Rand Paul Admits Basing Ideology off Ayn Rand CliffsNotes

WASHINGTON — Senator Rand Paul’s political future continued to dim this week as reporters and adversaries unearthed further instances of plagiarism stretching back to the Kentucky senator’s formative schooldays.

Initial reports that the senator lifted portions of his speeches from Wikipedia were initially dismissed as the indiscretions of young staffers, but further investigation revealed that Paul’s entire political philosophy may have been based on a slapdash book report copied, in large part, from CliffsNotes.

Paul’s high school book report, entitled “Objectivism in Atlas Shrugged by Ayn Rand by Randal Paul,” includes entire paragraphs lifted verbatim from the popular study guide designed for students who prefer to skip the tedious prose and get straight to the executive summary.

Joanne Taggart, who taught Paul at Brazoswood High School where he was involved in swimming and football, said, “Randal didn’t spend a lot of time hitting the books.” She remembers Paul “complaining that ‘Atlas Shrugged’ was, ‘not in any literary sense a serious novel, it [was] an earnest one, belligerent and unremitting in its earnestness.’”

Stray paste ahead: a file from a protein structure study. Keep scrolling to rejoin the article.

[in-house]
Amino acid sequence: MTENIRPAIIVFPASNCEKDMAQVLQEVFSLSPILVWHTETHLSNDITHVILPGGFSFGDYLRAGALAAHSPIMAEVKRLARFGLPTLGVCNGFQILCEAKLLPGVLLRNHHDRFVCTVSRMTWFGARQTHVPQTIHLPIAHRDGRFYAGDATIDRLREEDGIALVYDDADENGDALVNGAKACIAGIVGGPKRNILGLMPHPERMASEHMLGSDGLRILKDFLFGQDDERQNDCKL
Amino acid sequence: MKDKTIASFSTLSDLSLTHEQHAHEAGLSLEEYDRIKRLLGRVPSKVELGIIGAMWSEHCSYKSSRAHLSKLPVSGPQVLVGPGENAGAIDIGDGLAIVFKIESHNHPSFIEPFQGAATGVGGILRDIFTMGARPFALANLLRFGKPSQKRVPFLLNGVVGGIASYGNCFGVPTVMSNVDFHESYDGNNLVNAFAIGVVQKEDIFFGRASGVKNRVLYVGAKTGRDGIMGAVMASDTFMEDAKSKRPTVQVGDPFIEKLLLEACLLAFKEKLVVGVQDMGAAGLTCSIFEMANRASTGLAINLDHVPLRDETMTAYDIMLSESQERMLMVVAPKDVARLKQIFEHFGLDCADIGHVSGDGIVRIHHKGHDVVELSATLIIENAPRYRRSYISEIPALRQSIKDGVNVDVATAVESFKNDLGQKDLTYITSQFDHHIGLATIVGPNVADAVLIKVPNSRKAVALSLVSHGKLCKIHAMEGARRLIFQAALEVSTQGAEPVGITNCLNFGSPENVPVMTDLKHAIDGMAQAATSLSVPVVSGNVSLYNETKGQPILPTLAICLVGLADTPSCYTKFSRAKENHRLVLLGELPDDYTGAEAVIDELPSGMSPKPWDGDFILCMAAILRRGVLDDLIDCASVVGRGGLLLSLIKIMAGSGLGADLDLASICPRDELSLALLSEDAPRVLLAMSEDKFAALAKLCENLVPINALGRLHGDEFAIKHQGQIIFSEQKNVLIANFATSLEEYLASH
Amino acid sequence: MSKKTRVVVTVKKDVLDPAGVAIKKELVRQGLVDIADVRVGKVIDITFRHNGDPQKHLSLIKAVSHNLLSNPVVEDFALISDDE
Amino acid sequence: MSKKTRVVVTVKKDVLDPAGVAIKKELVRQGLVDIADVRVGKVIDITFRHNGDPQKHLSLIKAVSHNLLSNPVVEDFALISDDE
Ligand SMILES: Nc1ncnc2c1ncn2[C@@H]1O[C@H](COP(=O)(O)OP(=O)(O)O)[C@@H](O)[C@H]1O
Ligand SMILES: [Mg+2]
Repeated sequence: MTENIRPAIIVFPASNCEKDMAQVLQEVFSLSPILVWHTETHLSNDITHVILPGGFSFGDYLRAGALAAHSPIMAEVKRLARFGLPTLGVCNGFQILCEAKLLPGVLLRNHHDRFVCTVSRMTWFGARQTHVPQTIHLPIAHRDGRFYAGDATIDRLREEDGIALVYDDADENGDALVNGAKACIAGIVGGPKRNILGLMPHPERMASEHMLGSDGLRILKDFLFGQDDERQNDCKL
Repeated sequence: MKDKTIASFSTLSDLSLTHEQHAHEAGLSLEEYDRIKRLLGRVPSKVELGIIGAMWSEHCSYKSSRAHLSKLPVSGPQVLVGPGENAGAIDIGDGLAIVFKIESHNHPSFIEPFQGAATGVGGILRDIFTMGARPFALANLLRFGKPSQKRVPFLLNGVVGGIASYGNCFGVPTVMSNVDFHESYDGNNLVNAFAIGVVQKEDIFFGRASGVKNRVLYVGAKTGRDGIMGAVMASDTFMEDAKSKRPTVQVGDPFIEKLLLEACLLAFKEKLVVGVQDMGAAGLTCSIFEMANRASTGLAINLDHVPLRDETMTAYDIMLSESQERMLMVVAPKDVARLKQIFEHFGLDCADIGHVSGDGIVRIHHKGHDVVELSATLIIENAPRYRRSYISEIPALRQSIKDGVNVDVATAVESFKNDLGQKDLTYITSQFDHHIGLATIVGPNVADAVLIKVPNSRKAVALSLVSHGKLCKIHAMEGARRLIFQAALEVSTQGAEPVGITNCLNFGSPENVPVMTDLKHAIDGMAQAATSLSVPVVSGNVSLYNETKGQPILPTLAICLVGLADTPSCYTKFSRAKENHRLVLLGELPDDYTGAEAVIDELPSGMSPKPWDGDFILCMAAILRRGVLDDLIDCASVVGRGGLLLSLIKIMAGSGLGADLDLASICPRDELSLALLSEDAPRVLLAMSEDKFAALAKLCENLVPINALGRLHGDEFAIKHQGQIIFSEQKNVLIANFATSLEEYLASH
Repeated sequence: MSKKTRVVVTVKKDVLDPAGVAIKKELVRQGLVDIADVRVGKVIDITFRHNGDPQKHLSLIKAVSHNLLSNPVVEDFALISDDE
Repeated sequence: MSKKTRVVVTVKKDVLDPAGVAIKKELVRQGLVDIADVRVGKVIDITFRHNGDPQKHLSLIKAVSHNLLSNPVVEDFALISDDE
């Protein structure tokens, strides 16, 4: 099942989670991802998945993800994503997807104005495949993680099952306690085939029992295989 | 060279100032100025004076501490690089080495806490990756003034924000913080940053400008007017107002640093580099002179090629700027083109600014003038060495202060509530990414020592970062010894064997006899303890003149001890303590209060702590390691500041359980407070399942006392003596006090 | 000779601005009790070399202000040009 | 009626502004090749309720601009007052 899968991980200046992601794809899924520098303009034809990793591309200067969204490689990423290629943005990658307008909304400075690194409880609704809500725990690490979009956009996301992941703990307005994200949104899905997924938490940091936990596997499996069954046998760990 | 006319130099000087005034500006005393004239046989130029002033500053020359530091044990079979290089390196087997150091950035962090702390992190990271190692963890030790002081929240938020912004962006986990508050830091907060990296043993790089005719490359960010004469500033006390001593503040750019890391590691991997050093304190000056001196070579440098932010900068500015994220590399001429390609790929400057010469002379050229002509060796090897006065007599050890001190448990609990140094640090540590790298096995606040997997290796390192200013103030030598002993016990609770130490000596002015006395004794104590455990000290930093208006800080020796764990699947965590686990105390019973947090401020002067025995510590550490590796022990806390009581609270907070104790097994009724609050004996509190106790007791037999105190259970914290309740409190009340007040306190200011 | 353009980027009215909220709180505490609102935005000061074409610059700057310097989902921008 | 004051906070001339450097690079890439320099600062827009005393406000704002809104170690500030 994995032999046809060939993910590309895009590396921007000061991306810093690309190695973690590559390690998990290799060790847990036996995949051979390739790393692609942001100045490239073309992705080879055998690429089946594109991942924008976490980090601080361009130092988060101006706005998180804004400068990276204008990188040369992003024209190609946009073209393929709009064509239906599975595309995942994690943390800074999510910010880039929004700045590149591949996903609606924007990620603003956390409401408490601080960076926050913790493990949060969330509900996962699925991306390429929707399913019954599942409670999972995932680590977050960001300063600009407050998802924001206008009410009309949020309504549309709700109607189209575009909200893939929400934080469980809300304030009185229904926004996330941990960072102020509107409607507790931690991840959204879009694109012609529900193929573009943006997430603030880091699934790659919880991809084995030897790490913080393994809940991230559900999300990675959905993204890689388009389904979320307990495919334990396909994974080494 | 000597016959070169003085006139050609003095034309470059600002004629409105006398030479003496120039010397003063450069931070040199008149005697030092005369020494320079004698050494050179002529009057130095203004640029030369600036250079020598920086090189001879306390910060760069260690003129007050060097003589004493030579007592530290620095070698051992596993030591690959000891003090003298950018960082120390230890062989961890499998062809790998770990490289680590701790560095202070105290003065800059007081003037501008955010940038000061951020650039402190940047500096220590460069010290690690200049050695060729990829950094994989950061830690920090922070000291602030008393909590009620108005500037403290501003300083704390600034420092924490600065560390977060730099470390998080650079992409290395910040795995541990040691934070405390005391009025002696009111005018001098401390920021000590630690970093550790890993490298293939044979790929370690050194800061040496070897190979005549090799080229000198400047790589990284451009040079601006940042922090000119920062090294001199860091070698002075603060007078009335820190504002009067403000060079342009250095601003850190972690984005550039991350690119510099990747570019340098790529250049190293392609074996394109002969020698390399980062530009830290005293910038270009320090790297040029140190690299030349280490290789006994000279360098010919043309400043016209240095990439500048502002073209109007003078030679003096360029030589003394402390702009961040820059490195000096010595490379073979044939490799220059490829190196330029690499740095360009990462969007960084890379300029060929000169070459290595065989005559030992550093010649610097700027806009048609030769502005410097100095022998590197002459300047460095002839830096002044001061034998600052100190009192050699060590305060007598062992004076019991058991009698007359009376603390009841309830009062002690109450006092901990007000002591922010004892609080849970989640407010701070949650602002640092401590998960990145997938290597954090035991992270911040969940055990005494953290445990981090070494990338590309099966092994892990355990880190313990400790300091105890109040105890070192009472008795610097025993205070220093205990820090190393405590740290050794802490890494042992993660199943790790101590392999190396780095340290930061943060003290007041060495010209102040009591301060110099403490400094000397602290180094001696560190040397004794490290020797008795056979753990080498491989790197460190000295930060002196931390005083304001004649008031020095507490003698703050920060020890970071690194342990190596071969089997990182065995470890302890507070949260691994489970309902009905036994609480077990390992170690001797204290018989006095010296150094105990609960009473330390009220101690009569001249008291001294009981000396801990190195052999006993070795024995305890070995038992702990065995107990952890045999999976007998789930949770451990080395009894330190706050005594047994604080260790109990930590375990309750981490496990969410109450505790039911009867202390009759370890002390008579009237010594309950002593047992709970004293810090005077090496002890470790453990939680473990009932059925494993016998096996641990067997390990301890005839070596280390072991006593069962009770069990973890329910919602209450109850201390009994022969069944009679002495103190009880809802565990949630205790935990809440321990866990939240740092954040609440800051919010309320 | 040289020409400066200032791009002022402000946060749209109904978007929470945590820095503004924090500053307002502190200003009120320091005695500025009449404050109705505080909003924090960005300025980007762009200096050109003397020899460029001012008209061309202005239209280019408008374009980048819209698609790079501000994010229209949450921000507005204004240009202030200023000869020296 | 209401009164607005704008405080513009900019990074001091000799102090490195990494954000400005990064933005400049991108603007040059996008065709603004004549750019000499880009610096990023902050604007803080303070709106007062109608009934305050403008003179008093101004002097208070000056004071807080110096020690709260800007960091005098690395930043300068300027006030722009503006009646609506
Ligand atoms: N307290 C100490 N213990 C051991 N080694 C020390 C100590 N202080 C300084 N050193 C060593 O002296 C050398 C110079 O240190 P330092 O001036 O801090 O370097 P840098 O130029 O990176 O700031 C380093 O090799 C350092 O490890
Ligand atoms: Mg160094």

Fact checkers have since sourced Paul’s criticism back to a 1957 review by Granville Hicks of the New York Times.

Taggart characterized Paul’s grasp of Ayn Rand’s philosophy as, “loose at best, designed to woo the ladies into thinking he was a serious intellectual when he was anything but.”

Unsurprised that Paul apparently never read any of Ayn Rand’s books in full despite regularly quoting them at length in Congress, Taggart suggested that, “Randal—or Rand as he’s now known—is as unfit for the U.S. presidency as he was for class president.”

Paul defended himself by calling Rachel Maddow, who first raised the charges against him, a “hater” and maintained that he is “not a plagiarist.”“A plagiarist is someone who commits the ‘wrongful appropriation’ and ‘purloining and publication’ of another author’s ‘language, thoughts, ‘ideas, or expressions.’”

Ironically, senator’s definition also appears to come from the Wikipedia entry for “plagiarism.”

Still, Paul has vowed to footnote his public statements and establish a “study group” to discuss Ayn Rand’s oeuvre, promising to “actually read her works cover to cover this time, not just the book jackets.”

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